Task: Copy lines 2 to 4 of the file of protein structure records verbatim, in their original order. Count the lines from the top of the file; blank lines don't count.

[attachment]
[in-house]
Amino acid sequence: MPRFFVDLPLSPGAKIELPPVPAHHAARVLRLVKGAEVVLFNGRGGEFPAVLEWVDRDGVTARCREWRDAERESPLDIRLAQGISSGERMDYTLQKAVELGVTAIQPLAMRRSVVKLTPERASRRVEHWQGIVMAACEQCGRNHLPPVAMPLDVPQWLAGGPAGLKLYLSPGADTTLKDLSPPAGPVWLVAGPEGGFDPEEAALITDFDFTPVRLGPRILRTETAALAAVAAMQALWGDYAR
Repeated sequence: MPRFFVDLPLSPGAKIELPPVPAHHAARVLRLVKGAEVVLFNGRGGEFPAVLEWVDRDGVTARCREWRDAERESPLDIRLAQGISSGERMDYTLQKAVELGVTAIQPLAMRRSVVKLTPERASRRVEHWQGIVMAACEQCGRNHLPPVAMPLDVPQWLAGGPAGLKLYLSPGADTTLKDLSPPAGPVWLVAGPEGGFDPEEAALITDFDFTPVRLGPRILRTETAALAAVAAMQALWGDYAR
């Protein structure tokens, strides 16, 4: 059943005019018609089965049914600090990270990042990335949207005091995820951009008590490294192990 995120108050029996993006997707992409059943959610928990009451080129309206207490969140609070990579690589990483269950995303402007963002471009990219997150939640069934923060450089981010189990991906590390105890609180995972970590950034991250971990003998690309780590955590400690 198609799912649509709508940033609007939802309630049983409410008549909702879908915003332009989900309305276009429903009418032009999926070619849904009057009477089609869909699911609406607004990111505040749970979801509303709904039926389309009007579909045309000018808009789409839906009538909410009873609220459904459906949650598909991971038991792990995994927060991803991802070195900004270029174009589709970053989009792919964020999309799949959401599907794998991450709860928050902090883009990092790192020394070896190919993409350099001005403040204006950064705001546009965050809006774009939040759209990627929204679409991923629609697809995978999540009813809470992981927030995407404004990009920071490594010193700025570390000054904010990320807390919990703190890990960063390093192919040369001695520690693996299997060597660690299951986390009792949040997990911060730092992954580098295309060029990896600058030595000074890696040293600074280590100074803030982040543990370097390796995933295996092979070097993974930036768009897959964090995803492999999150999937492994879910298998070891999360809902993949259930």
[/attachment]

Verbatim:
Amino acid sequence: MPRFFVDLPLSPGAKIELPPVPAHHAARVLRLVKGAEVVLFNGRGGEFPAVLEWVDRDGVTARCREWRDAERESPLDIRLAQGISSGERMDYTLQKAVELGVTAIQPLAMRRSVVKLTPERASRRVEHWQGIVMAACEQCGRNHLPPVAMPLDVPQWLAGGPAGLKLYLSPGADTTLKDLSPPAGPVWLVAGPEGGFDPEEAALITDFDFTPVRLGPRILRTETAALAAVAAMQALWGDYAR
Repeated sequence: MPRFFVDLPLSPGAKIELPPVPAHHAARVLRLVKGAEVVLFNGRGGEFPAVLEWVDRDGVTARCREWRDAERESPLDIRLAQGISSGERMDYTLQKAVELGVTAIQPLAMRRSVVKLTPERASRRVEHWQGIVMAACEQCGRNHLPPVAMPLDVPQWLAGGPAGLKLYLSPGADTTLKDLSPPAGPVWLVAGPEGGFDPEEAALITDFDFTPVRLGPRILRTETAALAAVAAMQALWGDYAR
């Protein structure tokens, strides 16, 4: 059943005019018609089965049914600090990270990042990335949207005091995820951009008590490294192990 995120108050029996993006997707992409059943959610928990009451080129309206207490969140609070990579690589990483269950995303402007963002471009990219997150939640069934923060450089981010189990991906590390105890609180995972970590950034991250971990003998690309780590955590400690 198609799912649509709508940033609007939802309630049983409410008549909702879908915003332009989900309305276009429903009418032009999926070619849904009057009477089609869909699911609406607004990111505040749970979801509303709904039926389309009007579909045309000018808009789409839906009538909410009873609220459904459906949650598909991971038991792990995994927060991803991802070195900004270029174009589709970053989009792919964020999309799949959401599907794998991450709860928050902090883009990092790192020394070896190919993409350099001005403040204006950064705001546009965050809006774009939040759209990627929204679409991923629609697809995978999540009813809470992981927030995407404004990009920071490594010193700025570390000054904010990320807390919990703190890990960063390093192919040369001695520690693996299997060597660690299951986390009792949040997990911060730092992954580098295309060029990896600058030595000074890696040293600074280590100074803030982040543990370097390796995933295996092979070097993974930036768009897959964090995803492999999150999937492994879910298998070891999360809902993949259930």